4. It’s unsafe to be taking or using a form of birth control that doesn’t allow you to get your period.

    • False: It is not unhealthy or “dangerous” to be on a form of contraception that causes you to skip or entirely get rid of your periods. This happens largely because of the progestin in the birth control that causes a thinning of the endometrial lining within the uterus, meaning there is no lining to be shed. This can also happen when you take continuous combined hormonal contraceptives, like the pills, patch, or ring. This essentially means that you take consistent hormones and never have a withdraw bleed, or period, like you normally would on say, the placebo week of birth control pills. Being on continuous birth control means skipping periods, and may be beneficial for women with painful or heavy periods. This is something that should always be discussed with your provider prior to attempting, whether it be with pills, patches, or the ring.

5. The arm implant, IUD, and/or ring can travel throughout the body, and therefore are dangerous.

    • Mostly false: The IUD, arm implant, and ring are all very safe (otherwise we wouldn’t be prescribing them on a daily basis, y’all!). First of all, the ring sits within the vagina, so there’s no way for it to enter into other parts of your body. The IUD sits within the uterus and is very safe! It is rare, but possible, to have the IUD poke through the wall of the uterus, thus allowing it to travel into other parts of your body (again, very rare). The arm implant sits just below the skin and may move slightly one way or the other, but in the vast majority of patients, stays right where it is placed, and only rarely is displaced and travels into other parts of the arm/body. Obviously the key word in this myth buster is RARE, and the take away that these forms of birth control are safe and effective.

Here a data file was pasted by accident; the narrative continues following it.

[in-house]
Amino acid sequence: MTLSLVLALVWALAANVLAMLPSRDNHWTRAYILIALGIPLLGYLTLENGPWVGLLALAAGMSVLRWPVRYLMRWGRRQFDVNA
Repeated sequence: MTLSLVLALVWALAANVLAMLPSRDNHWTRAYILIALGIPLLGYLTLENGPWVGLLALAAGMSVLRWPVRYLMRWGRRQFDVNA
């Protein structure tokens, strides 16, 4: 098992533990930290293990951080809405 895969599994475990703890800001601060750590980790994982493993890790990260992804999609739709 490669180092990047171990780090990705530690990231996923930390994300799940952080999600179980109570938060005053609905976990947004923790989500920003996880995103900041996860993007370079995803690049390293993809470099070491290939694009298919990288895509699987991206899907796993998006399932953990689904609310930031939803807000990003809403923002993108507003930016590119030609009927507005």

These are just a few of the very common misconceptions surrounding birth control. Have more questions about birth control or need more myths busted? Make an appointment with your provider today to discuss all of your birth control options!

 

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We proudly serve patients needing gynecology services, obstetrics and overall women's health in the following areas of Alamo Heights, Olmos Park, Castle Hills, Medical Center, Hill Country, Stone Oak, Hollywood Park, Downtown, Bulverde, Spring Branch, Leon Springs, Boerne, Alamo Ranch and many other neighborhoods in the greater San Antonio. Our main office is located at 7711 Louis Pasteur Dr. Suite 200, San Antonio, Texas 78229 and our second location is located at 9842 Westover Hills Blvd, Suite 115, San Antonio, Texas 78251.